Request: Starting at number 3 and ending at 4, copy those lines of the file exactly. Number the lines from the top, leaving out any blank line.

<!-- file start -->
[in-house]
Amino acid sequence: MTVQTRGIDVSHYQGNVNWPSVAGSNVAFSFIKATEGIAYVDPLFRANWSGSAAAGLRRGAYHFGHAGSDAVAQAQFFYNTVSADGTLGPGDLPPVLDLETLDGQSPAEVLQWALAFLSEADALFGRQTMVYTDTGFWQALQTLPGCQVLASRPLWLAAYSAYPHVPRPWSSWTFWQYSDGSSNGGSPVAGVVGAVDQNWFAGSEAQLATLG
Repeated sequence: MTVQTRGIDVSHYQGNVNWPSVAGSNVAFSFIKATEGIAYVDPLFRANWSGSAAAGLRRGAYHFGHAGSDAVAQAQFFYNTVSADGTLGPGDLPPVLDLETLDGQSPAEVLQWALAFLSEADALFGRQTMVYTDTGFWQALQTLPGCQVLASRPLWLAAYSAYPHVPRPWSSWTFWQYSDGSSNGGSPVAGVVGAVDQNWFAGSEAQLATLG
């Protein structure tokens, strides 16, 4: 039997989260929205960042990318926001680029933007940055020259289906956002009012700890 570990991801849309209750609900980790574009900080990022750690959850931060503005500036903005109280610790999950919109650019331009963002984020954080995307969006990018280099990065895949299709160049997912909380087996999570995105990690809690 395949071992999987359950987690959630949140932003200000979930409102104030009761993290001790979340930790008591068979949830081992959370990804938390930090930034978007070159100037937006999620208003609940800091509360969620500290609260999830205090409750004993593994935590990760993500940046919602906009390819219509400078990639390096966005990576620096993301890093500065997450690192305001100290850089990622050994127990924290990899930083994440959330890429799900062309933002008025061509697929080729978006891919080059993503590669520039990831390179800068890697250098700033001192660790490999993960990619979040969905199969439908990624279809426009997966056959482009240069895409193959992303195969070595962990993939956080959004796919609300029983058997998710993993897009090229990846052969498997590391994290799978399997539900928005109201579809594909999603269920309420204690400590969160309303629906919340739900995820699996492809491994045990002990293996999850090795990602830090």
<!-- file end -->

Repeated sequence: MTVQTRGIDVSHYQGNVNWPSVAGSNVAFSFIKATEGIAYVDPLFRANWSGSAAAGLRRGAYHFGHAGSDAVAQAQFFYNTVSADGTLGPGDLPPVLDLETLDGQSPAEVLQWALAFLSEADALFGRQTMVYTDTGFWQALQTLPGCQVLASRPLWLAAYSAYPHVPRPWSSWTFWQYSDGSSNGGSPVAGVVGAVDQNWFAGSEAQLATLG
């Protein structure tokens, strides 16, 4: 039997989260929205960042990318926001680029933007940055020259289906956002009012700890 570990991801849309209750609900980790574009900080990022750690959850931060503005500036903005109280610790999950919109650019331009963002984020954080995307969006990018280099990065895949299709160049997912909380087996999570995105990690809690 395949071992999987359950987690959630949140932003200000979930409102104030009761993290001790979340930790008591068979949830081992959370990804938390930090930034978007070159100037937006999620208003609940800091509360969620500290609260999830205090409750004993593994935590990760993500940046919602906009390819219509400078990639390096966005990576620096993301890093500065997450690192305001100290850089990622050994127990924290990899930083994440959330890429799900062309933002008025061509697929080729978006891919080059993503590669520039990831390179800068890697250098700033001192660790490999993960990619979040969905199969439908990624279809426009997966056959482009240069895409193959992303195969070595962990993939956080959004796919609300029983058997998710993993897009090229990846052969498997590391994290799978399997539900928005109201579809594909999603269920309420204690400590969160309303629906919340739900995820699996492809491994045990002990293996999850090795990602830090």